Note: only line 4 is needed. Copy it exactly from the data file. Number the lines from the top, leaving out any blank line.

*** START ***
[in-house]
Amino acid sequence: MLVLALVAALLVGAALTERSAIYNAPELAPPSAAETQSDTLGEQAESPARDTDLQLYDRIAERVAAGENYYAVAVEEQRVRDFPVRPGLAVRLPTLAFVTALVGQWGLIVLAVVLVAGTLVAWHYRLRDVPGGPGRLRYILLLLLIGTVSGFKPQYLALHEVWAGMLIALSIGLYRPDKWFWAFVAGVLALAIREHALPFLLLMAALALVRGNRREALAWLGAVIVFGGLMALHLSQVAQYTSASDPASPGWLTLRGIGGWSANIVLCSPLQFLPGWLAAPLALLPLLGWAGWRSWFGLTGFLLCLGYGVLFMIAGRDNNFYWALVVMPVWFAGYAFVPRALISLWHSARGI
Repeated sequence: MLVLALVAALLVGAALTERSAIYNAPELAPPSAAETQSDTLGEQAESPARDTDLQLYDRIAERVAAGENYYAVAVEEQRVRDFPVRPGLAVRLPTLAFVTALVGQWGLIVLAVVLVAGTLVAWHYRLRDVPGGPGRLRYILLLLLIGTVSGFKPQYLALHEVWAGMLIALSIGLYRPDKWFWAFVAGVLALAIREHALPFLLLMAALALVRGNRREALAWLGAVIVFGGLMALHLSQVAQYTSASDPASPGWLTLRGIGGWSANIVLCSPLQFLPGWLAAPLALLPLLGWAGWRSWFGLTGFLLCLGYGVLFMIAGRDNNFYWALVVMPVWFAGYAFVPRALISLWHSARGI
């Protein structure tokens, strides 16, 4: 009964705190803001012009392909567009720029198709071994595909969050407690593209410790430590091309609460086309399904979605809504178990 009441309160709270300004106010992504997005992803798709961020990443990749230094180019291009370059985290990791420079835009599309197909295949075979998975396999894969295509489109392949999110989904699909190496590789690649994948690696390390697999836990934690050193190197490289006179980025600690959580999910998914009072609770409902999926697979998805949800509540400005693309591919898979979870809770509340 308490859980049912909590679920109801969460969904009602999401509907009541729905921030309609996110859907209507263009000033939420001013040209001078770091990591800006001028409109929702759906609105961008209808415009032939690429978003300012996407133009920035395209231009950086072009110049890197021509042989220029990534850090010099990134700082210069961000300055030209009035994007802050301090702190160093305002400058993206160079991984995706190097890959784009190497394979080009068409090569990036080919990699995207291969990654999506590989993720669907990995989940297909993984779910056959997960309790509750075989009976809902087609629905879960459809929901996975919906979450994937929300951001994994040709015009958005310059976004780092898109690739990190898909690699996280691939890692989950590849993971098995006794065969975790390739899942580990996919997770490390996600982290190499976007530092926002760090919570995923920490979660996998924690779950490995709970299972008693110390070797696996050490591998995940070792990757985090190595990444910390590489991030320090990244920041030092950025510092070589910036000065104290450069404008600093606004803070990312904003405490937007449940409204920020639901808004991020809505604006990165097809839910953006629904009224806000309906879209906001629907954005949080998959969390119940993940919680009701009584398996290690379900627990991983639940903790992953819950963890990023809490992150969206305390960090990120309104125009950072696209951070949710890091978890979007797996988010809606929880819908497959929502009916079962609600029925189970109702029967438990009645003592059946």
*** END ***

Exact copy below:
């Protein structure tokens, strides 16, 4: 009964705190803001012009392909567009720029198709071994595909969050407690593209410790430590091309609460086309399904979605809504178990 009441309160709270300004106010992504997005992803798709961020990443990749230094180019291009370059985290990791420079835009599309197909295949075979998975396999894969295509489109392949999110989904699909190496590789690649994948690696390390697999836990934690050193190197490289006179980025600690959580999910998914009072609770409902999926697979998805949800509540400005693309591919898979979870809770509340 308490859980049912909590679920109801969460969904009602999401509907009541729905921030309609996110859907209507263009000033939420001013040209001078770091990591800006001028409109929702759906609105961008209808415009032939690429978003300012996407133009920035395209231009950086072009110049890197021509042989220029990534850090010099990134700082210069961000300055030209009035994007802050301090702190160093305002400058993206160079991984995706190097890959784009190497394979080009068409090569990036080919990699995207291969990654999506590989993720669907990995989940297909993984779910056959997960309790509750075989009976809902087609629905879960459809929901996975919906979450994937929300951001994994040709015009958005310059976004780092898109690739990190898909690699996280691939890692989950590849993971098995006794065969975790390739899942580990996919997770490390996600982290190499976007530092926002760090919570995923920490979660996998924690779950490995709970299972008693110390070797696996050490591998995940070792990757985090190595990444910390590489991030320090990244920041030092950025510092070589910036000065104290450069404008600093606004803070990312904003405490937007449940409204920020639901808004991020809505604006990165097809839910953006629904009224806000309906879209906001629907954005949080998959969390119940993940919680009701009584398996290690379900627990991983639940903790992953819950963890990023809490992150969206305390960090990120309104125009950072696209951070949710890091978890979007797996988010809606929880819908497959929502009916079962609600029925189970109702029967438990009645003592059946």